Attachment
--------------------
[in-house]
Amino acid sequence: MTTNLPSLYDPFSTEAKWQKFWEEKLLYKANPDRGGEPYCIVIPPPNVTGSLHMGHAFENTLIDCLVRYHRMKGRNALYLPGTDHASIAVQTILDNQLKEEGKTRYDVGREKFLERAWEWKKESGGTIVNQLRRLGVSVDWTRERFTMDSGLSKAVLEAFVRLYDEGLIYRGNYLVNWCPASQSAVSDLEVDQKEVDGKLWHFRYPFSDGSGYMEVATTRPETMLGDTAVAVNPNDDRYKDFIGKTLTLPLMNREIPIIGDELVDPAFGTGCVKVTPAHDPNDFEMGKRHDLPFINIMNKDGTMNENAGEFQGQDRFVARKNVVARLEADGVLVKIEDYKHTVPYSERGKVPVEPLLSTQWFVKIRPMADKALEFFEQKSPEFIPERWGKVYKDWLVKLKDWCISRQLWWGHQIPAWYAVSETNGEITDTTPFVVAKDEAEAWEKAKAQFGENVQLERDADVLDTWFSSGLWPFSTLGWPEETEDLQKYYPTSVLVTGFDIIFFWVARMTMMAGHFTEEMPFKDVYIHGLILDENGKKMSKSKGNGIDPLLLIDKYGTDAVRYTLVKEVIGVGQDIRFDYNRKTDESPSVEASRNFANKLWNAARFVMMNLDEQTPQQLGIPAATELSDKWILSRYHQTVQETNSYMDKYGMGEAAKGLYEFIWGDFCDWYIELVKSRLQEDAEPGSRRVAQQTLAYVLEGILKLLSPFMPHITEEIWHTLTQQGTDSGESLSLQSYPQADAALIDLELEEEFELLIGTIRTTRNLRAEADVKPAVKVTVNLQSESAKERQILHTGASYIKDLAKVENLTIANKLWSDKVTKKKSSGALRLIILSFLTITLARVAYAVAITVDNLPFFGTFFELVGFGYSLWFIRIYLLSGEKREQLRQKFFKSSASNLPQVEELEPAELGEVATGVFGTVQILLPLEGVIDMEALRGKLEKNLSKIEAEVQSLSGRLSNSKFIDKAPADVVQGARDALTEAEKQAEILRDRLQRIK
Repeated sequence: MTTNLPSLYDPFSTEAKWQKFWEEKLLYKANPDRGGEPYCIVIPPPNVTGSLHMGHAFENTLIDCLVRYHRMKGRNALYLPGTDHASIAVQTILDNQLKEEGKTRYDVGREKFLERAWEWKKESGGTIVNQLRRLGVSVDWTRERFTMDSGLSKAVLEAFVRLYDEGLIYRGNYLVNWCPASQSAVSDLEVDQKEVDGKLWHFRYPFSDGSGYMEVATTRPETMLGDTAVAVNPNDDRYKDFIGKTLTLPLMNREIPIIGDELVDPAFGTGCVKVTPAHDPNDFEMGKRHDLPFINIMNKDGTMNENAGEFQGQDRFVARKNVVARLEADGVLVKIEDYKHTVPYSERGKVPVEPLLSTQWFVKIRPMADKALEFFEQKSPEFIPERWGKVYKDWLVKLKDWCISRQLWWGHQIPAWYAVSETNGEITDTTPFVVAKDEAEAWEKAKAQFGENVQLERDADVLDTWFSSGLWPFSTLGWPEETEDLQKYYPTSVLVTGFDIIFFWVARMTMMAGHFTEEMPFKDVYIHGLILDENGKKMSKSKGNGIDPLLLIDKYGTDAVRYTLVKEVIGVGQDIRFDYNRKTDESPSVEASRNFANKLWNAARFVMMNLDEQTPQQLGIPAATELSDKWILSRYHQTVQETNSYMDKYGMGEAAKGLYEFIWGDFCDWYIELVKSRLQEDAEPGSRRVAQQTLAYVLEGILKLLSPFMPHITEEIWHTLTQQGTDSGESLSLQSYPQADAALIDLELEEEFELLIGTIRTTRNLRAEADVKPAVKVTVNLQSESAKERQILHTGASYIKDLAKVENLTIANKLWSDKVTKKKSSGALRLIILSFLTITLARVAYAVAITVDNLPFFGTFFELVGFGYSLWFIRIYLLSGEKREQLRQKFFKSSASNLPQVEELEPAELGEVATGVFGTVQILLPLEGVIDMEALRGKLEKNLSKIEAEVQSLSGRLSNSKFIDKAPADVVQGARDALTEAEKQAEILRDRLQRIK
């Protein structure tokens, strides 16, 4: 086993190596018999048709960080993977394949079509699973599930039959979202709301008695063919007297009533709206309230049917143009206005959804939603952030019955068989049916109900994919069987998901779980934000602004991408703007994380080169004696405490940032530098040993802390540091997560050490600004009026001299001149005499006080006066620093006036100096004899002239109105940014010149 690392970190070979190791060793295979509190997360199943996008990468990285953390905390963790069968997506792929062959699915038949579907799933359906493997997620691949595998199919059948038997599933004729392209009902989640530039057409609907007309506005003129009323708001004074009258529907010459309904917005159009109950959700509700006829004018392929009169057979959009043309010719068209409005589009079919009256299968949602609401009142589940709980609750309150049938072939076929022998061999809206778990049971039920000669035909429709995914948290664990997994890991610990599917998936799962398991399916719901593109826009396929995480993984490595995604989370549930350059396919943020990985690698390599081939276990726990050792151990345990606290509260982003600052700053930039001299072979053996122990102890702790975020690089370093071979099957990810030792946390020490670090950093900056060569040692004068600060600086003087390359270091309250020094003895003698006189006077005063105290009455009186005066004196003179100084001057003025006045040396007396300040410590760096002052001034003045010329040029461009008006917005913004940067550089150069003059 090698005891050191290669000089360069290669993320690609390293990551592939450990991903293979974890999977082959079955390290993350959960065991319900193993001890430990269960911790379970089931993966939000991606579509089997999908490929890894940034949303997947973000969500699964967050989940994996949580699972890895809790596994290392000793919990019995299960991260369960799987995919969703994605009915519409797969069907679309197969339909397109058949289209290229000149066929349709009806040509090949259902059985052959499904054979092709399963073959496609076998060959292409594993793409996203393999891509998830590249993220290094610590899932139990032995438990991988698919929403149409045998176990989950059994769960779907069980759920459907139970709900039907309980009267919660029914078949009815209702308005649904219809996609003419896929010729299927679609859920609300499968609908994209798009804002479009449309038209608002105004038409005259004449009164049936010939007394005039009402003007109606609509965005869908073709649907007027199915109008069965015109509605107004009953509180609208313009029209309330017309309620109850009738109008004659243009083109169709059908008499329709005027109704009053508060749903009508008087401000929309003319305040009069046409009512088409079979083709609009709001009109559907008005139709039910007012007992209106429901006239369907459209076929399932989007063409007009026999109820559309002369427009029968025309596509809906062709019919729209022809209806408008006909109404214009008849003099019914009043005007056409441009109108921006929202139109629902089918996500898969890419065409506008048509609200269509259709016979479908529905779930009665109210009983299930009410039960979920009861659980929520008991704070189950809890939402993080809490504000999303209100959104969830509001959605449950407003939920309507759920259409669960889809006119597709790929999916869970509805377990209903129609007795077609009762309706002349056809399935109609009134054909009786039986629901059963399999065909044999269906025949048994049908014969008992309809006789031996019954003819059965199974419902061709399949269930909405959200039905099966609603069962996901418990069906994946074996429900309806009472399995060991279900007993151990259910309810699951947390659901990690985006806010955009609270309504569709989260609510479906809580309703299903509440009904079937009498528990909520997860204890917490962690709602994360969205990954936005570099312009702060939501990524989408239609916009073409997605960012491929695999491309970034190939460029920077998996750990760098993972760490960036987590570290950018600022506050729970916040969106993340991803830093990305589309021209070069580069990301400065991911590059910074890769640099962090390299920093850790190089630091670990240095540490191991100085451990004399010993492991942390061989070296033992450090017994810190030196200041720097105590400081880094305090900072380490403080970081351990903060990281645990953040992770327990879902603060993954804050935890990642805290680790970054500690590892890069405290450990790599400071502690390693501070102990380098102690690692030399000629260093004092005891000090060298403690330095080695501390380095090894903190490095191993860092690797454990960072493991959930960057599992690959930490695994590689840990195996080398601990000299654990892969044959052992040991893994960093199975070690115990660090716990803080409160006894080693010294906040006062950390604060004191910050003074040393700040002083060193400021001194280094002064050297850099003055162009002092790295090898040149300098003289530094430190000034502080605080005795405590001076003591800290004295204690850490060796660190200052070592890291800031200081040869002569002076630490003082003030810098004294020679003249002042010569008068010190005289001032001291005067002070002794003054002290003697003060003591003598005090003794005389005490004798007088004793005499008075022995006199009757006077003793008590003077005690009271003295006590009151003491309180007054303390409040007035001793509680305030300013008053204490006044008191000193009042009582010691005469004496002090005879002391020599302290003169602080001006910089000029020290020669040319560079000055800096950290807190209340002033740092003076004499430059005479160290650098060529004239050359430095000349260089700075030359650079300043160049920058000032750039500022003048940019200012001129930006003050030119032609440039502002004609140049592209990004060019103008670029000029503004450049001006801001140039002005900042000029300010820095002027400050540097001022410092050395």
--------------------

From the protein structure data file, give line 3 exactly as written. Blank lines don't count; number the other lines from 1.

Repeated sequence: MTTNLPSLYDPFSTEAKWQKFWEEKLLYKANPDRGGEPYCIVIPPPNVTGSLHMGHAFENTLIDCLVRYHRMKGRNALYLPGTDHASIAVQTILDNQLKEEGKTRYDVGREKFLERAWEWKKESGGTIVNQLRRLGVSVDWTRERFTMDSGLSKAVLEAFVRLYDEGLIYRGNYLVNWCPASQSAVSDLEVDQKEVDGKLWHFRYPFSDGSGYMEVATTRPETMLGDTAVAVNPNDDRYKDFIGKTLTLPLMNREIPIIGDELVDPAFGTGCVKVTPAHDPNDFEMGKRHDLPFINIMNKDGTMNENAGEFQGQDRFVARKNVVARLEADGVLVKIEDYKHTVPYSERGKVPVEPLLSTQWFVKIRPMADKALEFFEQKSPEFIPERWGKVYKDWLVKLKDWCISRQLWWGHQIPAWYAVSETNGEITDTTPFVVAKDEAEAWEKAKAQFGENVQLERDADVLDTWFSSGLWPFSTLGWPEETEDLQKYYPTSVLVTGFDIIFFWVARMTMMAGHFTEEMPFKDVYIHGLILDENGKKMSKSKGNGIDPLLLIDKYGTDAVRYTLVKEVIGVGQDIRFDYNRKTDESPSVEASRNFANKLWNAARFVMMNLDEQTPQQLGIPAATELSDKWILSRYHQTVQETNSYMDKYGMGEAAKGLYEFIWGDFCDWYIELVKSRLQEDAEPGSRRVAQQTLAYVLEGILKLLSPFMPHITEEIWHTLTQQGTDSGESLSLQSYPQADAALIDLELEEEFELLIGTIRTTRNLRAEADVKPAVKVTVNLQSESAKERQILHTGASYIKDLAKVENLTIANKLWSDKVTKKKSSGALRLIILSFLTITLARVAYAVAITVDNLPFFGTFFELVGFGYSLWFIRIYLLSGEKREQLRQKFFKSSASNLPQVEELEPAELGEVATGVFGTVQILLPLEGVIDMEALRGKLEKNLSKIEAEVQSLSGRLSNSKFIDKAPADVVQGARDALTEAEKQAEILRDRLQRIK